The old proverb about not being able to see the forest for the trees can be applied to the package of four motions, introduced by Council Member Paul Krekorian, that are intended to reform the neighborhood council system. That appeared to be the prevailing message from the Los Angeles Neighborhood Council Coalition, at least in my opinion.
The coalition met on July 2nd. About thirty members representing a broad cross section of neighborhood councils attended. Not a bad turnout for a holiday weekend.
Mr. Krekorian invested significant time in attempting to understand problems that have sucked much of the life out of the movement, which was created by a charter amendment in 1999 in response to a broad feeling of citizen disenfranchisement from the city’s government.
Neighborhood Councils are appreciative of Krekorian’s efforts. He has spent more time representing the interests of the councils and their stakeholders than any one or group of elected officials heretofore.
Nevertheless, the four motions appear to be little more than a laundry list of concerns that were raised at workshops and in response to questionnaires developed by the Council Member; all of them have been raised before.
There is no cohesive strategy in the package. Krekorian should have taken a step back and reviewed the motions in the context of the entire system before submitting them. He would have been better off asking the various Neighborhood Council coalitions to develop a strategy to fix the broken governance at DONE and used that as the foundation for a formal motion instead of the grab bag the reform package represents.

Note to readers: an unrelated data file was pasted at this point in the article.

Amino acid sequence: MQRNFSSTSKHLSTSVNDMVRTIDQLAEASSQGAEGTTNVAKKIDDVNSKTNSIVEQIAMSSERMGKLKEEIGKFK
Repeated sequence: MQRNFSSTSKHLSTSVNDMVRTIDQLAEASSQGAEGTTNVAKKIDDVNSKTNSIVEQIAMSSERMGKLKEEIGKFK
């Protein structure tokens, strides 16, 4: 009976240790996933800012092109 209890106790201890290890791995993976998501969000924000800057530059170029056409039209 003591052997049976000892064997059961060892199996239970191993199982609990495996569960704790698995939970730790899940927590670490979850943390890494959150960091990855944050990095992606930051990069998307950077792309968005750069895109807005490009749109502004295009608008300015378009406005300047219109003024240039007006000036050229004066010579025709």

The very content of the motions should have made it apparent to Krekorian that there is one, basic, all-encompassing problem that needs to be resolved before anything else – the management of DONE.
Think about it – why does any organization require a motion to provide training; to have a satisfactory accounting system; implement a process to settle grievances; to facilitate communications with stakeholders?
These are fundamental management responsibilities.
Any sensible person reading through the motions would wonder why the head of the department hasn’t been fired if such conditions existed for so long…..and they have existed for a long time.
BH Kim, who was recently confirmed as the permanent general manager of DONE ( a position he has filled since the passing of Carol Baker Tharp in 2007), was there. When asked if his department could implement the motions, his answer was “yes.” There was no hesitation in his voice or qualification, but the response from the attendees was utter silence. The silence did not represent consent – it was shock, with a dose of politeness towards an official who sacrificed a Saturday morning to listen. However, Kim did catch an earful about his department when each of the motions was dissected and discussed.
Without competent management at DONE, the motions may as well be a letter to Santa Claus. Without a change at the top, the neighborhood councils will still be fighting for most, if not all, of the motions’ objectives two years from now. By then, the system could be on life support as its best and brightest throw in the towel.
There are many people in City Hall who would welcome that.